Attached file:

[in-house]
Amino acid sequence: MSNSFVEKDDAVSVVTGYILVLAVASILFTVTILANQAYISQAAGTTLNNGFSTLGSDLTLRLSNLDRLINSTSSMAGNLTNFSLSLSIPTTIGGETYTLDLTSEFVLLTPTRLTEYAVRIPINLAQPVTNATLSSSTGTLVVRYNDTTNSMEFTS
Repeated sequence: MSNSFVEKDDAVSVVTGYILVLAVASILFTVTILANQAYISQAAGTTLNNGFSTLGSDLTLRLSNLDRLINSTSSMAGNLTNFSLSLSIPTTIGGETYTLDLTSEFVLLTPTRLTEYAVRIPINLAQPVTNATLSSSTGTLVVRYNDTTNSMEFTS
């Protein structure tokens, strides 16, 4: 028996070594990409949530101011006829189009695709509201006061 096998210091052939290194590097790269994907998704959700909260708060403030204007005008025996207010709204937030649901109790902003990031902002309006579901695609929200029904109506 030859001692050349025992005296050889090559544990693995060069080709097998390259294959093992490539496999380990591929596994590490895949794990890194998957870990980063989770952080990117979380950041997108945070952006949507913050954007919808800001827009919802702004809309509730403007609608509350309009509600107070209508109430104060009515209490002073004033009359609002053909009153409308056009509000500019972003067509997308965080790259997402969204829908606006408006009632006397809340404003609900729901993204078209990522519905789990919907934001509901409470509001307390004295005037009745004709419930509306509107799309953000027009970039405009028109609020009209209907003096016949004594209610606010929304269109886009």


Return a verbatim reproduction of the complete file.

[in-house]
Amino acid sequence: MSNSFVEKDDAVSVVTGYILVLAVASILFTVTILANQAYISQAAGTTLNNGFSTLGSDLTLRLSNLDRLINSTSSMAGNLTNFSLSLSIPTTIGGETYTLDLTSEFVLLTPTRLTEYAVRIPINLAQPVTNATLSSSTGTLVVRYNDTTNSMEFTS
Repeated sequence: MSNSFVEKDDAVSVVTGYILVLAVASILFTVTILANQAYISQAAGTTLNNGFSTLGSDLTLRLSNLDRLINSTSSMAGNLTNFSLSLSIPTTIGGETYTLDLTSEFVLLTPTRLTEYAVRIPINLAQPVTNATLSSSTGTLVVRYNDTTNSMEFTS
């Protein structure tokens, strides 16, 4: 028996070594990409949530101011006829189009695709509201006061 096998210091052939290194590097790269994907998704959700909260708060403030204007005008025996207010709204937030649901109790902003990031902002309006579901695609929200029904109506 030859001692050349025992005296050889090559544990693995060069080709097998390259294959093992490539496999380990591929596994590490895949794990890194998957870990980063989770952080990117979380950041997108945070952006949507913050954007919808800001827009919802702004809309509730403007609608509350309009509600107070209508109430104060009515209490002073004033009359609002053909009153409308056009509000500019972003067509997308965080790259997402969204829908606006408006009632006397809340404003609900729901993204078209990522519905789990919907934001509901409470509001307390004295005037009745004709419930509306509107799309953000027009970039405009028109609020009209209907003096016949004594209610606010929304269109886009």